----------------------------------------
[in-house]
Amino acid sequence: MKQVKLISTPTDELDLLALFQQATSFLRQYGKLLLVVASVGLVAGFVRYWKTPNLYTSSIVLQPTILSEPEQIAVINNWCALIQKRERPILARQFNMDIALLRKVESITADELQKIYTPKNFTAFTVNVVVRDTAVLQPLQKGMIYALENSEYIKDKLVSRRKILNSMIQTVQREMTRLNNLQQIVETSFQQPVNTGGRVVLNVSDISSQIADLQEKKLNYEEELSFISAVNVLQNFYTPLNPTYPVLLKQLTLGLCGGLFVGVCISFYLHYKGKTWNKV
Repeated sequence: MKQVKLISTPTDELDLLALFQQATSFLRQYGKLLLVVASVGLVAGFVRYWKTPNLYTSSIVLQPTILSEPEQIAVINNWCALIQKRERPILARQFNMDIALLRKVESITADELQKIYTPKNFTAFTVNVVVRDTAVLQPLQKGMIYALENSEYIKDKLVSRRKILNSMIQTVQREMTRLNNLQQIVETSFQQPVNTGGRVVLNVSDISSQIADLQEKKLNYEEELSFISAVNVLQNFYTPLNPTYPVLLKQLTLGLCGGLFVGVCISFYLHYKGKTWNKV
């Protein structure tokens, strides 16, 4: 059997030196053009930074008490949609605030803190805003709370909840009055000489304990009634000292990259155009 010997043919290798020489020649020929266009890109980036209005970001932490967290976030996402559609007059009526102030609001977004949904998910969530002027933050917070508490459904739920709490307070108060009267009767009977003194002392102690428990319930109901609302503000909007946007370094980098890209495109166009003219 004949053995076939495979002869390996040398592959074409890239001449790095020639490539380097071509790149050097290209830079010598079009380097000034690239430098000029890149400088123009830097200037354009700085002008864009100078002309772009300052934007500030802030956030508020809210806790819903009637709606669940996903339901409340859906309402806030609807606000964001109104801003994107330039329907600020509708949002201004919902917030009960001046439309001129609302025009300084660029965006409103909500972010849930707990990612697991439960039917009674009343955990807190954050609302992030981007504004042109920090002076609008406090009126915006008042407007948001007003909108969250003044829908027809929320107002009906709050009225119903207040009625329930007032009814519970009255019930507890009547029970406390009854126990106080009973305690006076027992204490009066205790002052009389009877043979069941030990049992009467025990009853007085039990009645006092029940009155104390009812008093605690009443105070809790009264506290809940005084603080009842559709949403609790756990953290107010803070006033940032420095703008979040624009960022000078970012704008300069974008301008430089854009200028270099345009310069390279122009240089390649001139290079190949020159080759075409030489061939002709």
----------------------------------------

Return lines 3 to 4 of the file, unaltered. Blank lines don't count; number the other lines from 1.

Repeated sequence: MKQVKLISTPTDELDLLALFQQATSFLRQYGKLLLVVASVGLVAGFVRYWKTPNLYTSSIVLQPTILSEPEQIAVINNWCALIQKRERPILARQFNMDIALLRKVESITADELQKIYTPKNFTAFTVNVVVRDTAVLQPLQKGMIYALENSEYIKDKLVSRRKILNSMIQTVQREMTRLNNLQQIVETSFQQPVNTGGRVVLNVSDISSQIADLQEKKLNYEEELSFISAVNVLQNFYTPLNPTYPVLLKQLTLGLCGGLFVGVCISFYLHYKGKTWNKV
């Protein structure tokens, strides 16, 4: 059997030196053009930074008490949609605030803190805003709370909840009055000489304990009634000292990259155009 010997043919290798020489020649020929266009890109980036209005970001932490967290976030996402559609007059009526102030609001977004949904998910969530002027933050917070508490459904739920709490307070108060009267009767009977003194002392102690428990319930109901609302503000909007946007370094980098890209495109166009003219 004949053995076939495979002869390996040398592959074409890239001449790095020639490539380097071509790149050097290209830079010598079009380097000034690239430098000029890149400088123009830097200037354009700085002008864009100078002309772009300052934007500030802030956030508020809210806790819903009637709606669940996903339901409340859906309402806030609807606000964001109104801003994107330039329907600020509708949002201004919902917030009960001046439309001129609302025009300084660029965006409103909500972010849930707990990612697991439960039917009674009343955990807190954050609302992030981007504004042109920090002076609008406090009126915006008042407007948001007003909108969250003044829908027809929320107002009906709050009225119903207040009625329930007032009814519970009255019930507890009547029970406390009854126990106080009973305690006076027992204490009066205790002052009389009877043979069941030990049992009467025990009853007085039990009645006092029940009155104390009812008093605690009443105070809790009264506290809940005084603080009842559709949403609790756990953290107010803070006033940032420095703008979040624009960022000078970012704008300069974008301008430089854009200028270099345009310069390279122009240089390649001139290079190949020159080759075409030489061939002709």